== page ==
Sunday - yesterday - was my cousin Sharon's 35th anniversary. It was also the 10th anniversary of the death of Sharon's father (my Uncle Reds)'s second wife, Margaret Glebe Welsh. I have to admit I do not recall Sharon's mom. I only remember him and Margaret. To me, she was a very lovely lady. May Her Memory Be Eternal.

Today ... today 25 years ago my grandmother's brother, Peter Kurenda, passed away. Uncle Pete was the son of John Kurenda and Frances Skrabalak. He married Anna Letnianchepi and they had seven children. Today is also the 109th anniversary of the death of Katherine O'Flaherty. Katherine is the daughter of Hugh O'Flaherty and Katherine Dee. She was just a month old when she died. May their Memory Be Eternal.


On This Day: Soldiers head to Philadelphia after riot

Soldiers head to Philadelphia On This Day in 1864 after a day of riots in Baltimore. A riot broke out yesterday at the Provost Marshal’s office involving some 200 men of the 23rd Pennsylvania Regiment. Many of the men were at Soldiers’ Rest and were drunk. The PM’s guard arrested many. Others got upset and a riot broke out. Approximately a dozen men on each side were injured.  

Source

The Evening Telegraph. (Philadelphia, PA), 24 August 1864. Chronicling America: Historic American Newspapers. Library of Congress.  



On This Day is a prompt to further explore historical events.
                

© Jeanne Ruczhak-Eckman, 2015

23 August 2015

On This Day: Herr raises barn


Daniel Herr raised a new barn, reported the Lancaster Daily Intelligencer On This Day in 1880. Herr, a former Lancaster County treasurer, lost his Pequea barn some time ago to a fire. Former sheriff H. N. Breneman and Mr. John Ingram supervised approximately 100 men in the raising. 

Source

Lancaster Daily Intelligencer. (Lancaster, PA), 23 August 1880. Chronicling America: Historic American Newspapers. Library of Congress.
 

 

On This Day is a prompt to further explore historical events.
                

© Jeanne Ruczhak-Eckman, 2015

19 August 2015

On This Day: Lancaster man returns from Europe

A Lancaster man and his son returned to Lancaster from Europe On This Day in 1880. H. Z. Rhoades and his son had been in Europe for several months. They arrived in New York aboard the L’Amerique on 18 August 1880. 

Source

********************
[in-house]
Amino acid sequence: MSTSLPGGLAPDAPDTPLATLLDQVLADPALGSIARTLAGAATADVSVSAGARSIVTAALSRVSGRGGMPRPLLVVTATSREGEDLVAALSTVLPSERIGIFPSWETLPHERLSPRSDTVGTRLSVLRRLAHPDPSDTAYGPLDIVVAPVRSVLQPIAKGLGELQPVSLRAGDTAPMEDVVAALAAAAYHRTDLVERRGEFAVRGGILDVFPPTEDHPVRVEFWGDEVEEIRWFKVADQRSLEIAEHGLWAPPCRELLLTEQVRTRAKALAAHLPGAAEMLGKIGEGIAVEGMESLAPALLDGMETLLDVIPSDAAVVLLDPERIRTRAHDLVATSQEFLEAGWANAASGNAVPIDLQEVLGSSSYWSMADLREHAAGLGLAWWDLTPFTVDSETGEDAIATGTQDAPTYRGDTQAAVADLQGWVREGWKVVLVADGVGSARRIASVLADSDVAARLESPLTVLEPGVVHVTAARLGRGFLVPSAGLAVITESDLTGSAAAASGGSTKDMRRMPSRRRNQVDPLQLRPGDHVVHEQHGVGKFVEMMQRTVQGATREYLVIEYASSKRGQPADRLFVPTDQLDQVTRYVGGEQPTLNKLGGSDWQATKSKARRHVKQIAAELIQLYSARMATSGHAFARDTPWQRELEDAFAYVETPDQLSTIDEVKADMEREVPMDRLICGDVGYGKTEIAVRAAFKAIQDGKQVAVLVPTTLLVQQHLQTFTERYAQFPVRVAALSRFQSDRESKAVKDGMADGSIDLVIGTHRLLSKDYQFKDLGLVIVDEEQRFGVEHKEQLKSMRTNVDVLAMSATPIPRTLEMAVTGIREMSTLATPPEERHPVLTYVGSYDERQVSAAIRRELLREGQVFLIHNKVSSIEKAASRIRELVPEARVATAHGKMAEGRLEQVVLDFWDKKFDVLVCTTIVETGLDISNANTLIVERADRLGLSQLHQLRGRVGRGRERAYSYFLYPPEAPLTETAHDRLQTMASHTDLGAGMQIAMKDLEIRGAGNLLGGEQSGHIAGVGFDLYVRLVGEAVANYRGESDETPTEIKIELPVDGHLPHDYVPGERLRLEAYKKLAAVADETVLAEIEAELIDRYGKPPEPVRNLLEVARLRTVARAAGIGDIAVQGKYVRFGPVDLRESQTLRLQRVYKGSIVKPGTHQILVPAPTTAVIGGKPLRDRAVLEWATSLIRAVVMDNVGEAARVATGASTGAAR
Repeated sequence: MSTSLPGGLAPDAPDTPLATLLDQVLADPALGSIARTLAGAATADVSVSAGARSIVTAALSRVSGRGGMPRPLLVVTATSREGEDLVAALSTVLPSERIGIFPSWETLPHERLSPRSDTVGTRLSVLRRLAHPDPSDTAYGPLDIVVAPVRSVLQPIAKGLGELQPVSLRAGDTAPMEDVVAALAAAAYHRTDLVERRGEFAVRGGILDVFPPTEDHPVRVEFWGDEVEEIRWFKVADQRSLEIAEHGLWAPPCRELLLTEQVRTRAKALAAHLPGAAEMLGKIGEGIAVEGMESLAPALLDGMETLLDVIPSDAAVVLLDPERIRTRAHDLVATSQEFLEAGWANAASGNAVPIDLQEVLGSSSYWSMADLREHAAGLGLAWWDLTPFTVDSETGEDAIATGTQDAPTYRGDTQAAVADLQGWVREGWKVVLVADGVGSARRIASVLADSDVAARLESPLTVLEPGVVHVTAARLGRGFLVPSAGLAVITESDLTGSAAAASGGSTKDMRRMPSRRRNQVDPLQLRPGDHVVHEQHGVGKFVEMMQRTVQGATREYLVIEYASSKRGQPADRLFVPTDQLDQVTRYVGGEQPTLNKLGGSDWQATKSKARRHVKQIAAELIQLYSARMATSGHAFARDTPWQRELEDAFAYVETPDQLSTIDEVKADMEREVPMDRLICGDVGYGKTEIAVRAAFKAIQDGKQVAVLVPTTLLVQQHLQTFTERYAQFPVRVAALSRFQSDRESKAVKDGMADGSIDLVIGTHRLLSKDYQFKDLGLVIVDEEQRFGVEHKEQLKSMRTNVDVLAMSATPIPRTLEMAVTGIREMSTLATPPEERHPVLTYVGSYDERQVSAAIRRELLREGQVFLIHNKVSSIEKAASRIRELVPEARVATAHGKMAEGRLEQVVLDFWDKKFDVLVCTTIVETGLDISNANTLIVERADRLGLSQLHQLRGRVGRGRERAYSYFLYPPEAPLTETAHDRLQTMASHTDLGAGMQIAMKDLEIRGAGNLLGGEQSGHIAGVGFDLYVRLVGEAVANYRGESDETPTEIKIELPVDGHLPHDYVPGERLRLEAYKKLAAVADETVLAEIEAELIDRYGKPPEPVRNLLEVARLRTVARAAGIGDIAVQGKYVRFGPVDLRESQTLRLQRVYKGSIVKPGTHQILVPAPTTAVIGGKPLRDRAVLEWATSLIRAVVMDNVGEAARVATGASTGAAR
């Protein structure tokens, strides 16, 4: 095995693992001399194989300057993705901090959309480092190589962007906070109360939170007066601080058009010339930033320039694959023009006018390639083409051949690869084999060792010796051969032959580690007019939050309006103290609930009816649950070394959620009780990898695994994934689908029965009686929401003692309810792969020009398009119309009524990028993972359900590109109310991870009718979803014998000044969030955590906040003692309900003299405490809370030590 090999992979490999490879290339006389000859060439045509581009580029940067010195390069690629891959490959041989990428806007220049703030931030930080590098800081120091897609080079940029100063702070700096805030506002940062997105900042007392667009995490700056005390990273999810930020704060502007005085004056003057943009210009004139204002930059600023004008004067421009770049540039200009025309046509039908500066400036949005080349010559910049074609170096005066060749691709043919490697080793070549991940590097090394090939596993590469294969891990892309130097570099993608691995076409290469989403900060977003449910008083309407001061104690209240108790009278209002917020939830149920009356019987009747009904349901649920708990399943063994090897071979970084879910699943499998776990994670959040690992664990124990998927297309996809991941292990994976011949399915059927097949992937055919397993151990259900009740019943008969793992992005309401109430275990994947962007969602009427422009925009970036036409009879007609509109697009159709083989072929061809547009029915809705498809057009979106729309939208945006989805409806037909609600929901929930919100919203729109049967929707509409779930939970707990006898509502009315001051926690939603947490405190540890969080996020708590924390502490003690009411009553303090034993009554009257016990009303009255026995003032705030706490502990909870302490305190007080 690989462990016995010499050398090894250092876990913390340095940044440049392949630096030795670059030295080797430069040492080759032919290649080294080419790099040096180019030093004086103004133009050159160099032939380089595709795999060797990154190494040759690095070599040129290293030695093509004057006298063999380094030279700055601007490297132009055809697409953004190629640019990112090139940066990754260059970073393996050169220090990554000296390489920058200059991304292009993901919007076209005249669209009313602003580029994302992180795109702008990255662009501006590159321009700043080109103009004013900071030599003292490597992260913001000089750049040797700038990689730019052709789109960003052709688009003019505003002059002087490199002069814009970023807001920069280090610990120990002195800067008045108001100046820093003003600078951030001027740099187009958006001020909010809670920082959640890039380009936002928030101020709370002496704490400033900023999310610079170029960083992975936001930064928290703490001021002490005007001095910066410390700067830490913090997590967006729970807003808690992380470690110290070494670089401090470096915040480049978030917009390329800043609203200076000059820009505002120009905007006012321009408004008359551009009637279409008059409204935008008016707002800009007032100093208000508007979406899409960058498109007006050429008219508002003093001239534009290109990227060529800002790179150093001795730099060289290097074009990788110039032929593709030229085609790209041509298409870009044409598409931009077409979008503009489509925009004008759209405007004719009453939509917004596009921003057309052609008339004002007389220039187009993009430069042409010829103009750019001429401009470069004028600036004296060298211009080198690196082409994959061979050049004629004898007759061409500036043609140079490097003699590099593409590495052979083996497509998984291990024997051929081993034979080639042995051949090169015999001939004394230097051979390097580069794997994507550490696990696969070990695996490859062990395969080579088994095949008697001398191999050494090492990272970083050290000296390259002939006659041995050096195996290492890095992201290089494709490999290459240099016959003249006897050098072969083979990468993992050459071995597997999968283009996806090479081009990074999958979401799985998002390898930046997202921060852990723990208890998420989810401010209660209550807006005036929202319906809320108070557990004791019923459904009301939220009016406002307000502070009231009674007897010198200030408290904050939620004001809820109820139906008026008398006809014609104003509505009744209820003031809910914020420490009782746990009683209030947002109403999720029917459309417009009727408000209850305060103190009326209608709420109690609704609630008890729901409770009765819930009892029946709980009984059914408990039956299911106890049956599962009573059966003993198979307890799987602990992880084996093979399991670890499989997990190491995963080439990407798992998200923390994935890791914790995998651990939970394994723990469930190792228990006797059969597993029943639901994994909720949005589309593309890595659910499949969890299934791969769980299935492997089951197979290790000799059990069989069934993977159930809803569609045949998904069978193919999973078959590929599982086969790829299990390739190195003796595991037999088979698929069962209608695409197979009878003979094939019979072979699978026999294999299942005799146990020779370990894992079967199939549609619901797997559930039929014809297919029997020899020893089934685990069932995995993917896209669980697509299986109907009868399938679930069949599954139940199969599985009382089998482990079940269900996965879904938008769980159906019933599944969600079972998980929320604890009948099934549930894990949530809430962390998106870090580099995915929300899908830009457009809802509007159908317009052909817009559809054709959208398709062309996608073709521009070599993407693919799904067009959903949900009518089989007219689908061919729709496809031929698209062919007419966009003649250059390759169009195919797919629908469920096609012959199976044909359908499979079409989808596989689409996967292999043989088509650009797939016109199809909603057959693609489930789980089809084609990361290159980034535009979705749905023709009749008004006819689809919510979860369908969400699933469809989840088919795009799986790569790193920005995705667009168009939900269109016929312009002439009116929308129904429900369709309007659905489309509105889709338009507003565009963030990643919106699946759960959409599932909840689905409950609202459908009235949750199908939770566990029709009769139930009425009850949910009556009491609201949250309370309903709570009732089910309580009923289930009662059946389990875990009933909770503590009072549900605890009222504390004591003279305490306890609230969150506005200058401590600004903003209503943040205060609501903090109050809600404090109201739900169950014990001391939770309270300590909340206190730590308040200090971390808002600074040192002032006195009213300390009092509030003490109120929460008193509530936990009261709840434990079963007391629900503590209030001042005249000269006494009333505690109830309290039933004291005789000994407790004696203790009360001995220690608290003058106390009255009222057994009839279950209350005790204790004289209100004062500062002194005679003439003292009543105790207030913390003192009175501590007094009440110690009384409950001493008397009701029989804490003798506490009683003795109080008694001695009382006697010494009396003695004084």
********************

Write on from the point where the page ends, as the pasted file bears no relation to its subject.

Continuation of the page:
Lancaster Daily Intelligencer. (Lancaster, PA), 19 August 1880. Chronicling America: Historic American Newspapers. Library of Congress.  



On This Day is a prompt to further explore historical events.
                

© Jeanne Ruczhak-Eckman, 2015

18 August 2015

On This Day: Union attacks Weldon Railroad

Union General Ulysses S Grant led an attack on the Weldon Railroad at Globe Tavern in Virginia. His goal was to crush the Weldon and Petersburg Railroad which ran to Weldon, NC. The Union was successful in capturing a section of the railroad On This Day in 1864. However, the battle lasted five days.  

Many units were naturally involved in that particular battle, including the 90th Regiment of the Pennsylvania Infantry. My 4th great uncle Benjamin Franklin Van Horn was among those serving with that unit. Sadly, he was captured by the Confederates and taken prisoner on the 20th. He served out the remainder of the Civil War at Belle Island in Richmond. 
 
 

Source:
Union attacks railroad at Globe Tavern. History.com, 18 August 1864.   

 

On This Day is a prompt to further explore historical events.
                

© Jeanne Ruczhak-Eckman, 2015

Tombstone Tuesday: Samuel Guy & Edna Miller

S. Guy and Edna M. Miller are buried together at the Octorara Presbyterian Cemetery along Valley Road (Route 372) between Quarryville and Christiana, in Southern Lancaster County.  



Samuel Guy was born in 24 April 1879 to Samuel P. and Eliza Ann Miller. He died in November 1970. Edna lived from 1882 to 1961. 

They had several children: Laura D., Frank Robert, James T., E. Catherine, Adda P., and Margaret. 

 

Tombstone Tuesday is a genealogical prompt of GeneaBloggers. 
© Jeanne Ruczhak-Eckman, 2015

17 August 2015

Over a thousand men captured at Weldon Railroad


Over a thousand men were taken prisoner over the five day battle at the Weldon Railroad in August 1864. The National Republic out of Washington, DC reported that the number of men captured by the Confederates was 1,500.

Union General Ulysses S Grant led an attack on the Weldon Railroad at Globe Tavern in Virginia beginning on 18 August. The Weldon Railroad ran from Virginia to Weldon, NC. The battle continued five days.  

My 4th great uncle Benjamin Franklin VanHorn was among those at that battle. He served with the 90th Regiment of the Pennsylvania Infantry and was among those 1,500 men taken prisoner.  

The National Republican, out of Washington, DC, gave a detailed report of the accounts and the captures. The rebels charged between the 5th and 9th corps. In doing so, they captured a large number of Union soldiers. At the same time, a heavy column charged the western lines. The lines broke and again the Confederates captured several hundred men. The total loss, killed and taken prisoner, was estimated at 3,000. 

 

Military Monday is a genealogical prompt of GeneaBloggers
                

© Jeanne Ruczhak-Eckman, 2015